Norman, who is a singer/songwriter himself has always liked Evan’s song, “If I Could Tell Her.” He says, “it’s very much in the vein of music that I really like to sing so to be able to do it six times a week in the actual show? I can’t get over it.”
The Heidi/Evan relationship is at the core of the show and Sexton explains it from Heidi’s point of view; “she’s the single mom and it’s her just trying to make it work – having the job and the classes at night, trying to do everything to provide for this kid. I think they have a very strong relationship that you realize in the end but it’s that teenage time that can be really difficult and she’s trying to figure it out. It’s about their communication and connection and that’s what the show is based on – all these relationships and how we connect. She just wants him to talk to her.”
From Evan’s point of view Norman says, “He really so badly wants to have a person in his life that he can lean on, a partner in some regard, and a parent should be that someone for you, especially at 17 years old. But because of the circumstances he doesn’t have that, but so desperately wants that, and so if there’s anything negative between them in the show it’s not because Evan thinks ‘oh I hate you’ – Evan puts it on himself and he knows how hard Heidi works to keep their lives together. He’s aware but the sacrifice is, unfortunately most of the time, their relationship. It’s very hard for him.”
The show has gained an almost cult-like following. People love it and people are very moved by it – more often than not, there are a lot of tears in the audience as well as on stage. Sexton says, “there is a character or relationship that everyone can relate to in all facets from parents that are struggling, to young people that are finding their way, and people who are grieving who have lost someone. And the audience, I think, is really blown away by how much they see themselves in the story.”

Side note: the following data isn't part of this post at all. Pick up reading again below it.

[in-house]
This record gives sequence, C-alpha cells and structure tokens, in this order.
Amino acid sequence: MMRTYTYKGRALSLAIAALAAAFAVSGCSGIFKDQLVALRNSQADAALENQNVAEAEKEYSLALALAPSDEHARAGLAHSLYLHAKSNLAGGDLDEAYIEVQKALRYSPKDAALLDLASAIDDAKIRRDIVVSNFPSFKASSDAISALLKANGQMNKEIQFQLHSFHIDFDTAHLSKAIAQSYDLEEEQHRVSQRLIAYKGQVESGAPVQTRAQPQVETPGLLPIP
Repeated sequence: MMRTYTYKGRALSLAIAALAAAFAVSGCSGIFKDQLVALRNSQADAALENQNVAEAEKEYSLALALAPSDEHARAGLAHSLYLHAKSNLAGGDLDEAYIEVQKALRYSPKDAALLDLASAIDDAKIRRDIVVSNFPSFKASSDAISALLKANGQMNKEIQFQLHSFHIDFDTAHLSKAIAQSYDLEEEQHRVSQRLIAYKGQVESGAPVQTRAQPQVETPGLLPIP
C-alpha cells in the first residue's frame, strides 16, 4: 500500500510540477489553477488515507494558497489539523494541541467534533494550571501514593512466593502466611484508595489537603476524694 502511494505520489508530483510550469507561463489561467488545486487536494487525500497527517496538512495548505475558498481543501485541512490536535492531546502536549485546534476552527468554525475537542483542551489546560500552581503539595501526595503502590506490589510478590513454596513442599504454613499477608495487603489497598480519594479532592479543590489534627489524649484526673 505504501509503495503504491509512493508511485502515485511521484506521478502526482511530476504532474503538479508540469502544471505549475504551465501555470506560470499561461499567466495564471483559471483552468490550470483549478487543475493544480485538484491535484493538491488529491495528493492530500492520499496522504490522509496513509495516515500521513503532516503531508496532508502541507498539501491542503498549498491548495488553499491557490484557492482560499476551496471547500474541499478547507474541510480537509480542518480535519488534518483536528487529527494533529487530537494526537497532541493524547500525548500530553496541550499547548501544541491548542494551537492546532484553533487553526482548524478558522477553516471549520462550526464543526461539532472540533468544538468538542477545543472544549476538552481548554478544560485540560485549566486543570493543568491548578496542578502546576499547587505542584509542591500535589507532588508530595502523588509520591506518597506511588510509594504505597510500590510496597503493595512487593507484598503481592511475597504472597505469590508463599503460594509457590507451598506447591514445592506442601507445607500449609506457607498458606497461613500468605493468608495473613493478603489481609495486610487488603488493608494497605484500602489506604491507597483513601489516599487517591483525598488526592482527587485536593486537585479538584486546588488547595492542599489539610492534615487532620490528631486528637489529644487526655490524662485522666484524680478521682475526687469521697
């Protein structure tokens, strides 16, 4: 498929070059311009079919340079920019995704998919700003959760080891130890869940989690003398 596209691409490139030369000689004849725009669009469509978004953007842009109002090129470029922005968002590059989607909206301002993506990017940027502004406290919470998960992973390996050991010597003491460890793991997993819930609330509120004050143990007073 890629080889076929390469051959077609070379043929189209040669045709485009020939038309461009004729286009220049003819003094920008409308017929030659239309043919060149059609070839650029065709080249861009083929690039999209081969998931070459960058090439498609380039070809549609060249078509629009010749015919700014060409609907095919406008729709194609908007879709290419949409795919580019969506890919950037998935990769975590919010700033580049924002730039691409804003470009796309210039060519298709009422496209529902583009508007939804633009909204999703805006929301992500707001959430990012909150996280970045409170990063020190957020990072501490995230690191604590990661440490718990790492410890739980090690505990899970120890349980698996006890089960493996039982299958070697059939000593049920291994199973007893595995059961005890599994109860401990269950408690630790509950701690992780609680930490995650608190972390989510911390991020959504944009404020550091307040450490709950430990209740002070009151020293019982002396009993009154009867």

Norman chimes in, “also the score. Pasek and Paul, with the help of orchestrator Alex Lacamoire, have composed this score and written these lyrics that are so moving and it’s literally scientific! I don’t know if you’ve heard about this but it’s scientifically proven that certain chords and chord structure evoke emotion – and certain frequencies evoke emotion. So in some of our songs in the show there’s a drone sound effect that literally evokes some sort of emotion from most people. It’s science, baby! It’s not just pretty music, it’s not just good lyrics – it’s like its own character. Everything is inspired by something and moves the story.” As you can tell, Norman is very passionate about the score! With good reason. The show won 7 Tony awards including Best Musical, Best Score and Best Orchestrations and the 2018 Grammy® Award for Best Musical Theater Album.
But it’s not all tears I promise! It is also very funny, incredibly entertaining and, as we’ve been discussing, the score is gorgeous and truly special. I can’t wait to see Coleen Sexton and Anthony Norman in this profound “show that connects us all”.
The cast includes Lili Thomas as Cynthia Murphy, Pablo Laucerica as Jared Kleinman, Micaela Lamas as Alana Beck, John Hemphill as Larry Murphy, Nikhil Saboo as Connor Murphy, and Alaina Anderson as Zoe Murphy. The cast also includes Jeffrey Cornelius (as the Evan alternate) and understudies Valeria Ceballos, Ian Coursey, Reese Sebastian Diaz, Gillian Jackson Han, Isabel Santiago, Daniel Robert Sulivan, Kelsey Venter and Pierce Wheeler.
“Dear Evan Hansen” opens July 1 and runs through July 31, 2022 at the Ahmanson Theater at The Music Center downtown. 135 N. Grand Avenue, Los Angeles, 90012. Tuesday through Friday at 8 p.m., Saturday at 2 and 8 p.m., Sunday at 1 and 6:30 p.m. Tickets available at CenterTheatreGroup.org or by calling (213) 972-4400 or at the Music Center Box Office.